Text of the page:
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Group buys former Armour meatpacking site in Stockyards

The 16.8-acre site of the historic, former Armour meatpacking plant in Fort Worth’s Stockyards has changed hands, and its new owners aren’t saying anything about their plans. Chesapeake Land Development Co., which bought the site

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Hulen Pointe Shopping Center sold

Hulen Pointe Shopping Center, located in southwest Fort Worth on South Hulen Street one mile south of Hulen Mall, has been purchased by Addison-based Bo Avery with TriMarsh Properties for an undisclosed price.

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Dallas-Fort Worth in top five commercial real estate markets in 2015

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Social House Fort Worth plans to open mid-November

Social House has leased 5,045 square feet at 2801-2873 W Seventh St. in Fort Worth, according to Xceligent Inc.

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Fort Worth temporarily stops issuing new home permits in TCU area

The moratorium will give a committee and the City Council time to review a proposed overlay that will pare the number of permissible unrelated adults living in the same house.

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Fort Worth, other cities discuss 64-mile bicycle-pedestrian trail plan
A. Lee Graham

Reporter

Several area mayors met recently to discuss the possibility of developing a 64-mile trail network between downtown Fort Worth and downtown Dallas.

Meeting with staff members of the North Central Texas Council of Governments were Fort Worth Mayor Betsy Price, Dallas Mayor Mike Rawlings, Arlington Mayor Robert Cluck, Grand Prairie Mayor Rob Jensen and Irving Mayor Beth Van Duyne.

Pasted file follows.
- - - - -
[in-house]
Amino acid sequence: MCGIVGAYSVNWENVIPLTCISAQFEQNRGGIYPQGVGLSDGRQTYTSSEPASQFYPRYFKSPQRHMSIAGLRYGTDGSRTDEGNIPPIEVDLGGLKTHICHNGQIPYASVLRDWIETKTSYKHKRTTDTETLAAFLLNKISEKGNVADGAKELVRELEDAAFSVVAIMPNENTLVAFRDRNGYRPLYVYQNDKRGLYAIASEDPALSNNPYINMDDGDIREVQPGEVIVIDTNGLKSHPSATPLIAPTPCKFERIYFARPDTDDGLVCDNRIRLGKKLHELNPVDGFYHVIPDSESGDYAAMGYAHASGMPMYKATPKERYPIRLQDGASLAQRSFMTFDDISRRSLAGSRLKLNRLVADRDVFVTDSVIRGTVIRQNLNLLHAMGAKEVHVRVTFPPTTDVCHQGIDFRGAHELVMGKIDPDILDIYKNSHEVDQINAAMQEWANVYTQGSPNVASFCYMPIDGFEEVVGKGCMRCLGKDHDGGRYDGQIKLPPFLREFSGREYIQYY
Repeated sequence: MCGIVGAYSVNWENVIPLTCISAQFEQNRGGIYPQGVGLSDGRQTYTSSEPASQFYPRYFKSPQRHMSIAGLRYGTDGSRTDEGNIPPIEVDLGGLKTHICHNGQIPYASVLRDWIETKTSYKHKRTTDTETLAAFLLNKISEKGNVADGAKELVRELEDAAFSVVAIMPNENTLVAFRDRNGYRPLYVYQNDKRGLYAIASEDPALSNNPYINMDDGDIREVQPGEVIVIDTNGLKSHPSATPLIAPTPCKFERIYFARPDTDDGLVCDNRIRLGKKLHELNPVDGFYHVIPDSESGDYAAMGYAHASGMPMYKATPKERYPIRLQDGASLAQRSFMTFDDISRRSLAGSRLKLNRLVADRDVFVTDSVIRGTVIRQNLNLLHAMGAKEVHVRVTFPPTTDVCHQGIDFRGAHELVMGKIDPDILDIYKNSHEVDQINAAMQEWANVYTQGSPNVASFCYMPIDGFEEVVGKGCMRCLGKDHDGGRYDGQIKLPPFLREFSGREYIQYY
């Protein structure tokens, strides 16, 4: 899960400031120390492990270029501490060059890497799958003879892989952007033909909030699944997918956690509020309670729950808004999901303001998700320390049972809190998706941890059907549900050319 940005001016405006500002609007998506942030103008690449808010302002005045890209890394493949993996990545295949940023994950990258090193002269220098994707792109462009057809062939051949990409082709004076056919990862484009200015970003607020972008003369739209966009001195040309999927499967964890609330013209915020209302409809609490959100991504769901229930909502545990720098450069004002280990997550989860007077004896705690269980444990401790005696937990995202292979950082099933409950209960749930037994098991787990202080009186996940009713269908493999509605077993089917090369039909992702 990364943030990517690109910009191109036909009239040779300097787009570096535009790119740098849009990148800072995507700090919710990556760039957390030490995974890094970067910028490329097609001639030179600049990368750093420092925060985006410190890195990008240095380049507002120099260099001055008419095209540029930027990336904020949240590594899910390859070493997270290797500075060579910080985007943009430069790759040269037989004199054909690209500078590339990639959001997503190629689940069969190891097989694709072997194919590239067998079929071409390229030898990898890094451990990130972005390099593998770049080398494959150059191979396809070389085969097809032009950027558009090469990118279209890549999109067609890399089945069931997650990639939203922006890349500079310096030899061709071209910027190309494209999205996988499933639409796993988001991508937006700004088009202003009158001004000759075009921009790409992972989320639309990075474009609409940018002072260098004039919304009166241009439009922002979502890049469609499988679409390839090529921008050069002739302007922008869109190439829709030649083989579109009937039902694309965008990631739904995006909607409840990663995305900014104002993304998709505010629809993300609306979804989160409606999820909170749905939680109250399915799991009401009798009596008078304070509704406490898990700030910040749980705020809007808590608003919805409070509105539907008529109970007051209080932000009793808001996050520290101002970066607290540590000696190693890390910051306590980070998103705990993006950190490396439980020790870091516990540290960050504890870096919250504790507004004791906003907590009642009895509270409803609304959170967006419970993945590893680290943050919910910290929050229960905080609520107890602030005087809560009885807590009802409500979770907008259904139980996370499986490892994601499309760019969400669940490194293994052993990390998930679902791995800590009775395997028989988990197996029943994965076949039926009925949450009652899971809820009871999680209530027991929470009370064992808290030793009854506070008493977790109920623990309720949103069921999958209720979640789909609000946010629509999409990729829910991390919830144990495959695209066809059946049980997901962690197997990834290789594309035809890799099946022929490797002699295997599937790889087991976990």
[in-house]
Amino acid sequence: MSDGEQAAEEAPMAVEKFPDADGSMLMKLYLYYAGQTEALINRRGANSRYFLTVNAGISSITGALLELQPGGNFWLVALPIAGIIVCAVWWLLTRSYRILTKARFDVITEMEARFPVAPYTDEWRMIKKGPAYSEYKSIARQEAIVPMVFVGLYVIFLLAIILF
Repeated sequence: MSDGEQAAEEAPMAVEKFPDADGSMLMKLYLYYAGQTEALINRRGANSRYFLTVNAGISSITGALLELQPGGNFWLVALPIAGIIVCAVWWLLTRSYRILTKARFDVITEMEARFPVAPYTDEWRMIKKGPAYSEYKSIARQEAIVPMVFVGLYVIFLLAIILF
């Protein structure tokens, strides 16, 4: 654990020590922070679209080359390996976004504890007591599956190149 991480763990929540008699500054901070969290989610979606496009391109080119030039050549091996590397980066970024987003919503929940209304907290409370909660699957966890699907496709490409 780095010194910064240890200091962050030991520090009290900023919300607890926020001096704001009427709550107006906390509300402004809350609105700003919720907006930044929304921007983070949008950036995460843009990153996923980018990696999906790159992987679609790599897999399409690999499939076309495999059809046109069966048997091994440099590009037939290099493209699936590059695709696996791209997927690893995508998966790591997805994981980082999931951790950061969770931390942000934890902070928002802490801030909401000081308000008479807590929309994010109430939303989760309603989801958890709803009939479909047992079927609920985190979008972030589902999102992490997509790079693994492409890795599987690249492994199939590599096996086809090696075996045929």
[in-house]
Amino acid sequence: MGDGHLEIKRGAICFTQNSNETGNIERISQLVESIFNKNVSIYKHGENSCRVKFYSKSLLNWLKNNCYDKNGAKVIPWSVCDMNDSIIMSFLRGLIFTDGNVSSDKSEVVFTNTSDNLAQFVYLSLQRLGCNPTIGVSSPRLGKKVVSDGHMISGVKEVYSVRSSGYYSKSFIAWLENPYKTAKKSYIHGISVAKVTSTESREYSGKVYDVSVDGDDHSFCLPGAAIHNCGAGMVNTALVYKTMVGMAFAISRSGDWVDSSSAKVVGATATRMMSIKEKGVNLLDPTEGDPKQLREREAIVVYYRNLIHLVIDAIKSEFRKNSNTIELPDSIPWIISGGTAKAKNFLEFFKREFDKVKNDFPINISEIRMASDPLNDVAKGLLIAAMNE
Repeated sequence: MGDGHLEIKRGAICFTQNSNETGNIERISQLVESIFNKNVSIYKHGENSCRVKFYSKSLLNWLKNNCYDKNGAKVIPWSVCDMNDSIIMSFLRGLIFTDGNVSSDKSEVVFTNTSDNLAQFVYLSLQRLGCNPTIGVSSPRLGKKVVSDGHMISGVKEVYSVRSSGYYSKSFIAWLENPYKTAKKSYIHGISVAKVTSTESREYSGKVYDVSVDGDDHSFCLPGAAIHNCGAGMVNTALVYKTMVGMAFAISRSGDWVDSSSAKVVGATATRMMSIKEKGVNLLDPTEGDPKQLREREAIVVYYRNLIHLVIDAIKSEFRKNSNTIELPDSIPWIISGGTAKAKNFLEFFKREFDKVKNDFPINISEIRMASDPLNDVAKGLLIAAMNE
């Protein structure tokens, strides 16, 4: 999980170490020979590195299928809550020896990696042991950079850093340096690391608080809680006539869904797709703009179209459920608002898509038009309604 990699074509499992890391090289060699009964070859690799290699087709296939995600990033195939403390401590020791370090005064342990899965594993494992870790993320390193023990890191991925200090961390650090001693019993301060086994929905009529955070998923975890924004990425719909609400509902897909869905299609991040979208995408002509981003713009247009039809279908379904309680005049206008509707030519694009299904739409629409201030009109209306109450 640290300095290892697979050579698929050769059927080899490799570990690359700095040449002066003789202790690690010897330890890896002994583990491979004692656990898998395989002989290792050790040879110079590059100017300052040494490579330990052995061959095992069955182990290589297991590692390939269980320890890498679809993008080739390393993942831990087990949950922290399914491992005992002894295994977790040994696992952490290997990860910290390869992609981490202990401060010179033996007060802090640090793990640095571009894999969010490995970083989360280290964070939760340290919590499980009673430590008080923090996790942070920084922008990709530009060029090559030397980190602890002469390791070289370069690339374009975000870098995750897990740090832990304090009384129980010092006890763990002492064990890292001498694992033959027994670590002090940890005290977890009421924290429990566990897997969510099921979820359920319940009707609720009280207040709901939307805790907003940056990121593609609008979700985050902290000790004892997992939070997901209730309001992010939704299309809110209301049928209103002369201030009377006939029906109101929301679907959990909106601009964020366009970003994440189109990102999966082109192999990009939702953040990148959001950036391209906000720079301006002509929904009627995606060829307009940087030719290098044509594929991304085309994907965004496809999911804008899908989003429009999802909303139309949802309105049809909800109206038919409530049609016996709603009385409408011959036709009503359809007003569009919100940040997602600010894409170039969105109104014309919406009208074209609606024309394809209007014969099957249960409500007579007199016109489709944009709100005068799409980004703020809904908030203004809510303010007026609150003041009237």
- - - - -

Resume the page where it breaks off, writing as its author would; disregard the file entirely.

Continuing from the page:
They discussed a $30 million plan that would use regional and local funding over the next several years to construct about 24 additional miles of trails to create a continuous network, providing easier access to parks, nature areas, schools and neighborhoods in the five cities.

The expansion would build on existing cyclists and pedestrian trails.

“As the nation’s fourth largest metropolitan area, Dallas-Fort Worth is stronger when we work together,” Price said in a news release.

“It’s crucial that all of our communities continue to build bridges — both literally and figuratively. By connecting our cities, this new trail will give our children and their children the opportunity to explore all of North Texas in a healthy and sustainable way,” Price said.

About 30 miles of the trail corridor already is complete, and an additional 10 miles has funding for construction, according to a North Central Texas Council of Governments (NCTCOG) news release. When the corridor is complete, several north-south connections could be developed, providing access to other communities, the news release said.

The completed trail corridor would provide several connections to Trinity Railway Express commuter rail stations in Fort Worth, Irving and Dallas.

The mayors plan to coordinate efforts among the cities, NCTCOG and the Regional Transportation Council to identify funding and plan for completing critical trail connections. They also pledged to pursue branding and promotional efforts for the corridor, possibly including a naming competition involving the communities. 

More information is available at www.nctcog.org/trans.

lgraham@bizpress.net

 

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